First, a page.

University of Lethbridge recognizes significant advocacy work of Paulette Senior with honorary degree

One of Canada’s strongest voices in support of women, girls and gender diverse persons, Paulette Senior, will be awarded an honorary degree by the University of Lethbridge as part of its Spring 2021 Convocation celebrations.

Senior came to Canada as an immigrant at the age of 11 and experienced the barriers many racialized girls face, sparking a passion for justice and equality.

“Paulette Senior has spent much of her life working to create an inclusive society that is free of violence and poverty,” says U of L Chancellor Charles Weaselhead. “Her dedication to supporting and empowering those who face barriers serves as an outstanding example for our students and represents the global citizenship we teach throughout our programs. We are very pleased she has accepted our offer of an honorary degree.”

Senior will be conferred the degree of Doctor of Laws, honoris causa, at the Chancellor’s Reception on Thursday, June 10, 2021.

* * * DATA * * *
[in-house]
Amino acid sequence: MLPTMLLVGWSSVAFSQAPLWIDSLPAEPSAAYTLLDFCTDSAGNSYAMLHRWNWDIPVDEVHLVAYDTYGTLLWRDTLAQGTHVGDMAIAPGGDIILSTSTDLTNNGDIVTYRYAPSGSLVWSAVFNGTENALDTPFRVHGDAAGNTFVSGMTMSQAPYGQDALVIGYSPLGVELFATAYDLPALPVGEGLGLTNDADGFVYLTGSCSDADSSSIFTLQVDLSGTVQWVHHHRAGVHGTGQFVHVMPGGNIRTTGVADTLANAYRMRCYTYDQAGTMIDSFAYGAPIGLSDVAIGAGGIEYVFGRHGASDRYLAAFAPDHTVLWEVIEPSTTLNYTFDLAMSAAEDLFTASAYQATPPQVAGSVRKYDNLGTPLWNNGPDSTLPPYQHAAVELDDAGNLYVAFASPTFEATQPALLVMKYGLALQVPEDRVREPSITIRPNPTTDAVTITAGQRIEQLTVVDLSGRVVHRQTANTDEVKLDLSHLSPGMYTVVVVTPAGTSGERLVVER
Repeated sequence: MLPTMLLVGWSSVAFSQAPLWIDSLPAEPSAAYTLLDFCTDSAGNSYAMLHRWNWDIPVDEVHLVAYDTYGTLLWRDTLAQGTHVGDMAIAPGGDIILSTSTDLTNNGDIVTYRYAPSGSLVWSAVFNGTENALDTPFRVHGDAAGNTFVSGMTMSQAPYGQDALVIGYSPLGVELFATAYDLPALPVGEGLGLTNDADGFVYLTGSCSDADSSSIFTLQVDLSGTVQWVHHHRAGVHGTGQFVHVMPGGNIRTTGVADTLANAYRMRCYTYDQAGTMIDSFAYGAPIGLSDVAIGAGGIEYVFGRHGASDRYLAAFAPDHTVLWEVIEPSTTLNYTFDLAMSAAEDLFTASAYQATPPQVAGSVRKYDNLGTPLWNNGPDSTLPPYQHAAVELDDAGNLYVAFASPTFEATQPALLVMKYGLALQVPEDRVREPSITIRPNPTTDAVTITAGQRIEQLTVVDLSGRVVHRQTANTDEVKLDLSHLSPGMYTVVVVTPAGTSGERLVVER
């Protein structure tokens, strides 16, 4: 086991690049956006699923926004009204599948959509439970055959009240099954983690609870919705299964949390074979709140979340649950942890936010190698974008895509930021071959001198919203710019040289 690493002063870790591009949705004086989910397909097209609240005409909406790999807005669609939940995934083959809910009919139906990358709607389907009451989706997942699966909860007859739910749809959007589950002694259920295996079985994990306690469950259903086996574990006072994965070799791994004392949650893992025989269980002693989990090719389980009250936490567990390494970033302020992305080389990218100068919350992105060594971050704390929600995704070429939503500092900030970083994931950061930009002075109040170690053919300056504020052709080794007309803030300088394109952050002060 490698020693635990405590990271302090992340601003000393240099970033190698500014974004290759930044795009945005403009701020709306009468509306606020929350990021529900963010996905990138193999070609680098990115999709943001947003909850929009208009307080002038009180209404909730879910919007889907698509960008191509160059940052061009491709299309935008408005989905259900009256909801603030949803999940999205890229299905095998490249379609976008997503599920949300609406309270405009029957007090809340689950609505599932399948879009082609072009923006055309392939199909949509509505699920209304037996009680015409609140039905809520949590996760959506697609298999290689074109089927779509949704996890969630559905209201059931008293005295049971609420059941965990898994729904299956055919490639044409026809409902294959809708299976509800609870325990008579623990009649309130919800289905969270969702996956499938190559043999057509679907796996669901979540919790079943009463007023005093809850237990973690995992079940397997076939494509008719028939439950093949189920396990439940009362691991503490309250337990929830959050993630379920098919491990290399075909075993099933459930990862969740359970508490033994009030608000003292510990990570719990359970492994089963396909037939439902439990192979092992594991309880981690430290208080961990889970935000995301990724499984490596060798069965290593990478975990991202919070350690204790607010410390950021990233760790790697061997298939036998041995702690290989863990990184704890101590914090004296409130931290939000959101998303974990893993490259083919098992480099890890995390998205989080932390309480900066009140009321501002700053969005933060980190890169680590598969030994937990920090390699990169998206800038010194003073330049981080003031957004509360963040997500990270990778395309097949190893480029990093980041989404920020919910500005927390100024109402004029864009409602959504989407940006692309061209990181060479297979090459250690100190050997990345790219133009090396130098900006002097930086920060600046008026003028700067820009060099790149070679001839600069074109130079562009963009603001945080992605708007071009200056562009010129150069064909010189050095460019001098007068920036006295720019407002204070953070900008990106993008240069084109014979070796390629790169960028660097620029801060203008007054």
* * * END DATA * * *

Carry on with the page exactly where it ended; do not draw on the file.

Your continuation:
Paulette Senior

At the tender age of 11, Paulette Senior joined her family in Canada, leaving her grandmother’s home in Jamaica. After marrying young, Senior became a single parent and, wanting to ensure she could provide for her son, became a full-time student at York University. Thanks to the support of her family, she completed a double honours BA in psychology and urban studies while working part-time.

Senior began her career in the social services sector and soon learned the systemic barriers she’d faced were widespread. As a frontline worker and community advocate in some of Toronto’s most diverse and economically marginalized neighbourhoods, she saw the structural barriers that prevented inclusion, advancement and even survival for women, young people and particularly folks from racialized communities.

In response, she worked across several program areas within various organizations, including in shelters, supportive housing, employment counselling and leadership development for women, and became a vocal proponent of equity and justice.

The success of her efforts eventually led to a national role as the CEO of the YWCA. In 2016, Senior became the President and CEO of the Canadian Women’s Foundation, a national charitable organization focused on gender equality. The Foundation raises funds to support programs across Canada which address gender-based violence, economic security, girls’ empowerment and inclusive leadership, with a priority on communities with the greatest need, while advocating for systemic change.

Her work has earned her numerous awards, including the Harry Jerome Leadership Award, African Canadian Achievement Award, Afroglobal Excellence Award for Leadership, Black Women Civic Engagement Award and the MicroSkills Margot Franssen Leadership Award.